Access institutions have been much more focused on economic opportunity and equitable outcomes, whereas the perceived value of a more prestigious institution can be harder to measure. This report demonstrates why institutional leaders should examine long-term economic mobility, the total cost of education, time to degree and long-lasting damage caused by student debt.

Jory Hadsell (Executive Director, California Virtual Campus and Chair, WCET Return on Investment Working Group)

Recommendations and Next Steps

The Commission recommendations double down on the need for data driven decisions and provide actions that they would like to see taken by the different constituencies:

Information can and should drive action to improve value – especially for Black, Latinx, Indigenous, and underrepresented Asian American/Pacific Islander students, students from low-income backgrounds, and women.

  • Colleges and universities can create stronger and smarter paths to credentials that reduce the time and money students need to invest, focus more of their resources on students with the greatest financial need, and create stronger pathways to economically stable and fulfilling careers.
  • State and federal policymakers can better target student aid dollars to the most financially vulnerable students, strengthening investment in colleges and universities that are serving (not just enrolling) a significant number of diverse students.
  • Students and families should be empowered to ask critical questions about the return on their educational investment – and get answers to those questions. These questions include things like time-to-credential, earnings for graduates at different points in time, debt-to-earnings ratio for graduates, and more.

This is just the beginning of work coming from the Postsecondary Value Commission. They will release a data tool containing performance data on value measures for thousands of colleges and universities. They also will form a coalition of institutions committed to advancing value through improved data collection.

What About Digital Education?

Any time one gets into the economics of higher education, I wonder about when the “digital education is cheaper” argument will come into play. WCET has addressed this in our work on the price and cost of distance education. As we outline in the Change Magazine article on this issue, there is widespread misperceptions on both the academic and policymaker sides on the cost vs. price equation. The common refrain from the public is that online education must cost less to create and offer.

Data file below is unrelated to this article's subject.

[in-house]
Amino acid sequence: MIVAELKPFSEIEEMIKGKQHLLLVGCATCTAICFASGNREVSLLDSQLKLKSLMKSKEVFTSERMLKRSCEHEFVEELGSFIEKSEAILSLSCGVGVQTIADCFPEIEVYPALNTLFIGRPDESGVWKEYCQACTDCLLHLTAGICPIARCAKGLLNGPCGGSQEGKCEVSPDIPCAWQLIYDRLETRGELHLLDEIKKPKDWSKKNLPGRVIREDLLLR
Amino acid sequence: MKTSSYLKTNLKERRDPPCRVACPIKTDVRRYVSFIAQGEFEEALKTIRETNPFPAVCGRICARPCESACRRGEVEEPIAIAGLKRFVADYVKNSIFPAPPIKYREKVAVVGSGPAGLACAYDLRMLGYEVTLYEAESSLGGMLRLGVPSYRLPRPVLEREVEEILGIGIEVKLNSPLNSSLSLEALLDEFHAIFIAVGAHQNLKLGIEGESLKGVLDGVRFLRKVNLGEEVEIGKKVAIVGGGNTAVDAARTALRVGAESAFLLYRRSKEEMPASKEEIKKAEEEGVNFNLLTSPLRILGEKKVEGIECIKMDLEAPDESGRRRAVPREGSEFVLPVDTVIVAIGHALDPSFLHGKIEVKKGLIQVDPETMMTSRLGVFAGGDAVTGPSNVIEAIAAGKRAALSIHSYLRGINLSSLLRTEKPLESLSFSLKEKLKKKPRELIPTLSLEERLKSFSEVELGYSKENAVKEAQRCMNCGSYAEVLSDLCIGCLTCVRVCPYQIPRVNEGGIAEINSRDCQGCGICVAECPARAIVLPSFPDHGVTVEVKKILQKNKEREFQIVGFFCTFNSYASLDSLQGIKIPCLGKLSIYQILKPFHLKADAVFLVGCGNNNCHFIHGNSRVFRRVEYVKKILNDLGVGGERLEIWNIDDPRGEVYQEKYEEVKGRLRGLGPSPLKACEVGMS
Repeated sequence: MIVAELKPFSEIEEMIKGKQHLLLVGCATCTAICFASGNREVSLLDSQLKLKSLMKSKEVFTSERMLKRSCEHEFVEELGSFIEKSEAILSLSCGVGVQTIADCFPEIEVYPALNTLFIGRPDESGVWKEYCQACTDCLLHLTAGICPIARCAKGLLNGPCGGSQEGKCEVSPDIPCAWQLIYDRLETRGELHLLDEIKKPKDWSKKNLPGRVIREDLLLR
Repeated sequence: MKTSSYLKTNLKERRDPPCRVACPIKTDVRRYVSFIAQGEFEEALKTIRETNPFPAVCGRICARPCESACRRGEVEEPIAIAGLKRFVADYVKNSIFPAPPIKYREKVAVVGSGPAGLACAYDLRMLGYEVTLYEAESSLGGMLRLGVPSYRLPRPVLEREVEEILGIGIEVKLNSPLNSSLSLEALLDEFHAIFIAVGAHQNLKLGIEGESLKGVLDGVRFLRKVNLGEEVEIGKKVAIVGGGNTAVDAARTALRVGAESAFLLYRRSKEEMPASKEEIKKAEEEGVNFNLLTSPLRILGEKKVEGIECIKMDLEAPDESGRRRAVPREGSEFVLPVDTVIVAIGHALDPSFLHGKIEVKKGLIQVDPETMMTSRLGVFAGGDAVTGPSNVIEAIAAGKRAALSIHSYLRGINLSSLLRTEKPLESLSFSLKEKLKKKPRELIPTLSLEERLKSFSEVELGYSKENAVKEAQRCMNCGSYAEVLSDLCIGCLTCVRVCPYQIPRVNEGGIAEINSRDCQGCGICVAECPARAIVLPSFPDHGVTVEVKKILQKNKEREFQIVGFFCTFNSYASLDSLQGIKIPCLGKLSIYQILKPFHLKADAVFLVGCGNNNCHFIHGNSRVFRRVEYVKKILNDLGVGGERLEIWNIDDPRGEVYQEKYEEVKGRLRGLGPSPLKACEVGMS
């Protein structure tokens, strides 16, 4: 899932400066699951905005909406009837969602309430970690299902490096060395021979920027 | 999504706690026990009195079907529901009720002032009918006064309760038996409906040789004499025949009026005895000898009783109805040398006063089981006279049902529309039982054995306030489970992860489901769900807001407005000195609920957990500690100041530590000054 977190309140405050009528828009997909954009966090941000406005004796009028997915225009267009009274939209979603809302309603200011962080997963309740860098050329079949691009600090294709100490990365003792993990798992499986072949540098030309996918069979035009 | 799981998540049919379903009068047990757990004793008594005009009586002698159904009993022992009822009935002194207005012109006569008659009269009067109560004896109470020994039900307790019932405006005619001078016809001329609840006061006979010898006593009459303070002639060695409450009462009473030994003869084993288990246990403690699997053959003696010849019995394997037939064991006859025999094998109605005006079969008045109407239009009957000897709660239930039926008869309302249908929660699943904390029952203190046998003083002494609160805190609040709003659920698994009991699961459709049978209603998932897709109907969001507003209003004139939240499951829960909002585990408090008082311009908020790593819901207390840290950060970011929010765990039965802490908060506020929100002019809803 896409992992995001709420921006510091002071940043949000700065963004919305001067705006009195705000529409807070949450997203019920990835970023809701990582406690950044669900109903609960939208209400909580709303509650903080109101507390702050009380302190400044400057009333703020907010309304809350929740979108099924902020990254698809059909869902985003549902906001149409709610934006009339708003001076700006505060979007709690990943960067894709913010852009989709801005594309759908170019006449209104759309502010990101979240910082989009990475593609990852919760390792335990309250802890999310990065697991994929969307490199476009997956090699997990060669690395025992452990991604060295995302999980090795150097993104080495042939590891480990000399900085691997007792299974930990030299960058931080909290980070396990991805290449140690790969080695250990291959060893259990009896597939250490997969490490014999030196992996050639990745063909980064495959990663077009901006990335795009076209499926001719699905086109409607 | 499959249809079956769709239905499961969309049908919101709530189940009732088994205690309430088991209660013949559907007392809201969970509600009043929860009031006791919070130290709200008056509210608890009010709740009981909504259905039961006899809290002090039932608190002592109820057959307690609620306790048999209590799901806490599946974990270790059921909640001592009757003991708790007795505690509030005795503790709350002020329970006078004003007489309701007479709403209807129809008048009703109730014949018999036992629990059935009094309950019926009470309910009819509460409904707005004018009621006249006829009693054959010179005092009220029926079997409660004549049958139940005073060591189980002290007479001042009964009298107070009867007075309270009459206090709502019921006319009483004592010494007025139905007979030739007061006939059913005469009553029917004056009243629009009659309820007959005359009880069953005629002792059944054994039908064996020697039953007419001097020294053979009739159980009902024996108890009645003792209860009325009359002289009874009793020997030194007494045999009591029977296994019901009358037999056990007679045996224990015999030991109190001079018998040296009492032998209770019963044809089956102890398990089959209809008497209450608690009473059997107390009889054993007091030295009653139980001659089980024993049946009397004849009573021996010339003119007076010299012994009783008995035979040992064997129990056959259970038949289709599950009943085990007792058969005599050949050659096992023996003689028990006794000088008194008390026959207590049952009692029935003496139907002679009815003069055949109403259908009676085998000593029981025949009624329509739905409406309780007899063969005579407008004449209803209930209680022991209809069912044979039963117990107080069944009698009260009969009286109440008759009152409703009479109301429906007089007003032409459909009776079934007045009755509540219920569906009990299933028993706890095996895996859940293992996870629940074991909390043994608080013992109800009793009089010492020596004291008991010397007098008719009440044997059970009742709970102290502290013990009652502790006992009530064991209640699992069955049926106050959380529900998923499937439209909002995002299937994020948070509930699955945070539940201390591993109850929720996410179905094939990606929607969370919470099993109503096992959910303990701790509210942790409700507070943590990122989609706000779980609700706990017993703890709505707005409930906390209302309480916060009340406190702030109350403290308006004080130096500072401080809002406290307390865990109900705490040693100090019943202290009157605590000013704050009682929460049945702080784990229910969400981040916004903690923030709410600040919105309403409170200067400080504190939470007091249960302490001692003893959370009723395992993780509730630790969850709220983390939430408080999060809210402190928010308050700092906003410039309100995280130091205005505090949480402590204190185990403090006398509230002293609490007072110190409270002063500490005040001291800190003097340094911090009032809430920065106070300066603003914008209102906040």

From what I have read thus far, the Commission is curiously silent on the impact that digital technologies might have on postsecondary value. Let’s keep watching and get prepared. WCET’s Steering Committee has a working group that is preparing a series of posts and events addressing student return on investment that will be released this fall.

Why Should You Care About This Report?

The value of postsecondary education has driven decisions by hundreds of thousands of students and by multitudes of policymakers. This report turns the bright spotlight on the question. There will even more expectations for colleges and universities to respond.

Sasha Thackaberry (Vice President, Online & Continuing Education, Louisiana State University and WCET Executive Council Chair) put the report into context for WCET members:

“The report from the Postsecondary Value Commission underscores the importance of what we do in the field of online education. Critical to this is providing access to higher education in an efficient way that respects the abilities of students to transfer credit into their institution of choice. Relevant, rigorous degrees from highly-valued institutions are more important than ever before for economic mobility. LSU joins other WCET institutions in being completely aligned with the mission of improving opportunities for all students, regardless of where they live or what background they come from. Providing robust academic support and anywhere/anytime access to resources is key to supporting students.”

For WCET members…we need to ask ourselves how digital education is part of the solution and not part of the problem.


Russ Poulin
Executive Director, WCET
rpoulin@wiche.edu    @russpoulin


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My name is Lindsey Rae Downs. I am the Assistant Director of Communications and Community for WCET, the WICHE Cooperative for Educational Technologies. I work remotely from beautiful Helena, MT.